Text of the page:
Accessories

Score: 10 / 10

Even the junky stuff is kinda cool.

With Power Rangers figures, you definitely get your money's worth when it comes to accessories -- even if some of them are kinda lame. On that front, the Triceratops Ranger comes with a superdeformed Grinder figurine and a small blue cast of the Triceratops Paleo Zord. Dedicated RPM/Go-Onger enthusiasts may get a kick out of these, but most kids and casual fans will probably chuck them to the side -- even though they're kinda cute and well sculpted (it's worth noting that the miniature Grinder's head is the same size and has about the same amount of detail as the one on the full-sized figure), they're far too dinky to have any real play value. (Rangers Yellow and Silver come with briefcase "launchers" to shoot the Zord cast at the mini-Grinder, but any kid who can enjoy that is probably too young to be playing with these choking hazards.) And speaking of small throwaway things, the Triceratops Ranger has a tiny Cell Shift Morpher pouch that pegs onto his belt. It's cool enough and doesn't hurt the look any, but -- because it's so small and can pop out if one pushes the leg against it -- I imagine kids will lose it fairly quickly. Nevertheless, even though I can think of better uses for plastic, these are nice inclusions for a certain subset of the RPM fanbase. These fans might also enjoy the sticker featuring Rangers Green and Black. Really, there's something for everyone.

Stick a fork in Venjix -- it's done!Ziggy wishes he had silver weapons... and a jacket like that.When the song said, "Get in gear!" these figures listened.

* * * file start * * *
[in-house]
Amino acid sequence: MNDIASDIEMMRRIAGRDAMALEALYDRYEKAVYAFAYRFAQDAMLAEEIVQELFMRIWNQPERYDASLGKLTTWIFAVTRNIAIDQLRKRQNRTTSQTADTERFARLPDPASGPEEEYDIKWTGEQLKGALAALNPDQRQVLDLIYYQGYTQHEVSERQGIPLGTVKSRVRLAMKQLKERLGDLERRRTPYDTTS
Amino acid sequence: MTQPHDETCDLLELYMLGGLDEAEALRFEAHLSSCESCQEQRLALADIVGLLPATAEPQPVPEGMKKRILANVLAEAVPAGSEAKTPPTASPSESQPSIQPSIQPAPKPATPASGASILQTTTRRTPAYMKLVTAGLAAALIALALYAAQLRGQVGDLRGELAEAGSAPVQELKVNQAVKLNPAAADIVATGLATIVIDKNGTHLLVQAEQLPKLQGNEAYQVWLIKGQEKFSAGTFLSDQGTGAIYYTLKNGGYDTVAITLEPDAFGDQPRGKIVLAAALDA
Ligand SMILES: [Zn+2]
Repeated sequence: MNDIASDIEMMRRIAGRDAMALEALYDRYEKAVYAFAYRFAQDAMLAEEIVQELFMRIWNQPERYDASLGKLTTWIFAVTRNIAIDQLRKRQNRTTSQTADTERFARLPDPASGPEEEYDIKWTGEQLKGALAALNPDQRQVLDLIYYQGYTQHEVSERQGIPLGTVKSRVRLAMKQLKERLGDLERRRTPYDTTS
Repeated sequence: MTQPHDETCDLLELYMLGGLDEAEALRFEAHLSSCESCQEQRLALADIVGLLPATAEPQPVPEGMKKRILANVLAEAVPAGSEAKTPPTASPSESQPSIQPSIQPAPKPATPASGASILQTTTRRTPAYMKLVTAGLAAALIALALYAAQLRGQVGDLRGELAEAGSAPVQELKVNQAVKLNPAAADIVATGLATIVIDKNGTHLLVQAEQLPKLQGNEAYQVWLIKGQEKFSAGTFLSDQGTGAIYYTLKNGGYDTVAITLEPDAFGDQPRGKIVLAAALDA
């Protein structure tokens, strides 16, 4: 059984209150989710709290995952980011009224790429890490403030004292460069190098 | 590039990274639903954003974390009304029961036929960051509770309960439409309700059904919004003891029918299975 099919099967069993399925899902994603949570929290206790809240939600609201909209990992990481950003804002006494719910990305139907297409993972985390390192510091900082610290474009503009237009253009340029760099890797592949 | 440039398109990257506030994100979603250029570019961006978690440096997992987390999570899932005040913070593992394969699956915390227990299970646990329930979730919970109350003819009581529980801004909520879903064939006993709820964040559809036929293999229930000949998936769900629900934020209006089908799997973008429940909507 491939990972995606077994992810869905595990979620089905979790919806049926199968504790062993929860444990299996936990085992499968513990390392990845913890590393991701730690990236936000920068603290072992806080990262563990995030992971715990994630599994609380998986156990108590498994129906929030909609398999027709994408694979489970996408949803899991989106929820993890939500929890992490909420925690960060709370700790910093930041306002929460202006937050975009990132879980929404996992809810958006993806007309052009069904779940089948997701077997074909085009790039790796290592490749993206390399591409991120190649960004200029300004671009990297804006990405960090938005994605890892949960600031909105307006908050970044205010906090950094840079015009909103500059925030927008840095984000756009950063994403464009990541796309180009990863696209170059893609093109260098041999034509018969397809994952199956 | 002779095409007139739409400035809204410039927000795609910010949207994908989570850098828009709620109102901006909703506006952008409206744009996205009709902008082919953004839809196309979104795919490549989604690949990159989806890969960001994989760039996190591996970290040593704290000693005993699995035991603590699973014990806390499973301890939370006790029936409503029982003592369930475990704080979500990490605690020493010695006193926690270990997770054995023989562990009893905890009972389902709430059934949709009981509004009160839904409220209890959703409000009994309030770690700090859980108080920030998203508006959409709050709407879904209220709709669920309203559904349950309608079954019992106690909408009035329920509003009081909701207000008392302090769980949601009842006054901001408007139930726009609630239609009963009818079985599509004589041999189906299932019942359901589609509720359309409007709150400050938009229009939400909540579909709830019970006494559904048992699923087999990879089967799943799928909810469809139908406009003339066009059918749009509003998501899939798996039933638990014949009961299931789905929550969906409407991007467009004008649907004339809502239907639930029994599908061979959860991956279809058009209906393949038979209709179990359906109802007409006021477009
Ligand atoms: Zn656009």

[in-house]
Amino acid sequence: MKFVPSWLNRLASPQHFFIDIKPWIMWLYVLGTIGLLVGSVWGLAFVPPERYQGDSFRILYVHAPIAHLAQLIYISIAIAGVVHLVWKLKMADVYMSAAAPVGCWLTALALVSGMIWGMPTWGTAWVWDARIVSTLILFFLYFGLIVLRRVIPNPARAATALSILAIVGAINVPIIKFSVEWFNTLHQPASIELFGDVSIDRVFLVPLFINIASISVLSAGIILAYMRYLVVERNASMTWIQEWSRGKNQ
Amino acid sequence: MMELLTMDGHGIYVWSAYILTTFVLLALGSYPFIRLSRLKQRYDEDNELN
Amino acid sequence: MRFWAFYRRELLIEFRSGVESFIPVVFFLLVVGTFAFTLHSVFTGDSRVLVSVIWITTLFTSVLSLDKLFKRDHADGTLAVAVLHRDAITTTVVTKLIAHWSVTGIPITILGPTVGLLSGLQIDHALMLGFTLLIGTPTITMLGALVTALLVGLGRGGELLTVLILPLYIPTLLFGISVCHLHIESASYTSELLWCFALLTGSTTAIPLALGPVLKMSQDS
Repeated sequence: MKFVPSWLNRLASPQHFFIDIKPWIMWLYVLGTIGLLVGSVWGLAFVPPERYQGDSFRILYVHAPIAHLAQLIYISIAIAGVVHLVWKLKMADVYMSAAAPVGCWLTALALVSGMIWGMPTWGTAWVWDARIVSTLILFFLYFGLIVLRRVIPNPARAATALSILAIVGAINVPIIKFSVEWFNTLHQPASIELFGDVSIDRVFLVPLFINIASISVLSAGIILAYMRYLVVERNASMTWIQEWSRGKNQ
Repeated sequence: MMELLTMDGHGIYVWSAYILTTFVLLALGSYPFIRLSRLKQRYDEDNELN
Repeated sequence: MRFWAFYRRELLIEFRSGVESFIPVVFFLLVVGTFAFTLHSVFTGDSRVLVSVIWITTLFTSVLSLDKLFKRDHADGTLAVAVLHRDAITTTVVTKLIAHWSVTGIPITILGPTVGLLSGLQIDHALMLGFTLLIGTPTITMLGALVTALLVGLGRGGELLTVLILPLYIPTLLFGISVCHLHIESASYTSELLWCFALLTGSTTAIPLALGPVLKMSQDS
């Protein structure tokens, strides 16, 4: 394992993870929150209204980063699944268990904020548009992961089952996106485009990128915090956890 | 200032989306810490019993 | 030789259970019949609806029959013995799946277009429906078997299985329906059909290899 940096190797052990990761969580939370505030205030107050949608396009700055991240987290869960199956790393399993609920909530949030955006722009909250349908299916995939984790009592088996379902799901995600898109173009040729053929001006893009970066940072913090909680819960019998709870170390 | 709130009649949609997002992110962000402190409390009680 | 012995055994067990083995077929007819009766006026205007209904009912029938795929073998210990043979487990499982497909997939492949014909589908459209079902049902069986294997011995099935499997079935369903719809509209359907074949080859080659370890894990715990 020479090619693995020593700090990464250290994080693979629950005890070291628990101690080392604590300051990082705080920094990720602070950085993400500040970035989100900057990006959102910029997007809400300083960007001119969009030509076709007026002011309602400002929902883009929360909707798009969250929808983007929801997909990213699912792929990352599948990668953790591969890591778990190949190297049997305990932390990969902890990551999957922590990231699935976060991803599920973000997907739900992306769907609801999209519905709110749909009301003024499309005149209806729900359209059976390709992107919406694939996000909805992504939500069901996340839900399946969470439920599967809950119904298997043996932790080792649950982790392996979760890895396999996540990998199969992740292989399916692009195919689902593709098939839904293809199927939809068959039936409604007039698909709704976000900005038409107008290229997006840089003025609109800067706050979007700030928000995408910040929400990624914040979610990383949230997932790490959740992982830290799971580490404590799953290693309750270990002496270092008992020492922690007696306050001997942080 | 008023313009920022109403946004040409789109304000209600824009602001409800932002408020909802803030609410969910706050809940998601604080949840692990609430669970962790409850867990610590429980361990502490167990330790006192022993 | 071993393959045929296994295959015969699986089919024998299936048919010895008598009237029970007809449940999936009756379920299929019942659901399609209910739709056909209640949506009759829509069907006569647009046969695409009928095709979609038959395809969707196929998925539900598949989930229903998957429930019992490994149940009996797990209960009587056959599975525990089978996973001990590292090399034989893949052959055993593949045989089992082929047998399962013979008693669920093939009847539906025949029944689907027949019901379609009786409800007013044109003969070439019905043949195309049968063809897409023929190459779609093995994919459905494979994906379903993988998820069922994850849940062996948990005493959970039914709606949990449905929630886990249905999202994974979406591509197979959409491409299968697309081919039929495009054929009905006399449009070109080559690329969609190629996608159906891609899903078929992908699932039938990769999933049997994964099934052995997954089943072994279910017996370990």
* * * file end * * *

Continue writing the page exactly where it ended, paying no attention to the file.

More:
Still, the cooler accessories are the weapons. Like most of the other Rangers, the Triceratops Ranger comes with the Nitro Blaster and Nitro Sword. It's really the same weapon -- on the show, the nozzle of the gun flips up and extends so that it can be used as a melee weapon -- but Bandai includes both forms since having moving parts on such a small device wouldn't work for a children's toy. It's a good call, and both weapons are highly detailed and look great -- and, owing to the way the weapon is held, will remain in the Triceratops Ranger's hands even during the most intense play sessions. The Nitro Blaster also pegs into the right side of the belt for easy storage. And then there's the Tricera Trident, which has no official name because it -- like the Triceratops Ranger -- never appeared on the show. I'm not entirely sure how he's supposed to hold it, since the way shown on the package (with one hand gripping the shovel handle and another holding the shaft) feels awkward and likely to warp the thing, but it still looks pretty cool once you've got it into position. Similarly, while the figure's grip on the handle is pretty loose, he can wave it with ease when holding it by the shaft. It even looks cool by itself, what with the nifty mechanical details and train wheel, though the connection areas (it combines with the other Paleo Rangers' weapons to form... something) make it slightly less attractive.

And yes, the weapons are unpainted -- but I can't even bring myself to dock them for that because, whereas the spring assortments of Full Throttle Rangers had accessories that were cast in a flat grey, these are made of a more silvery material that looks really great despite the lack of painted details. If a figure's weapons must go unpainted -- and as detailed as the RPM weapons are, Bandai's decision not to paint them is completely understandable -- this is probably the best possible plastic color for them (wooden tools notwithstanding).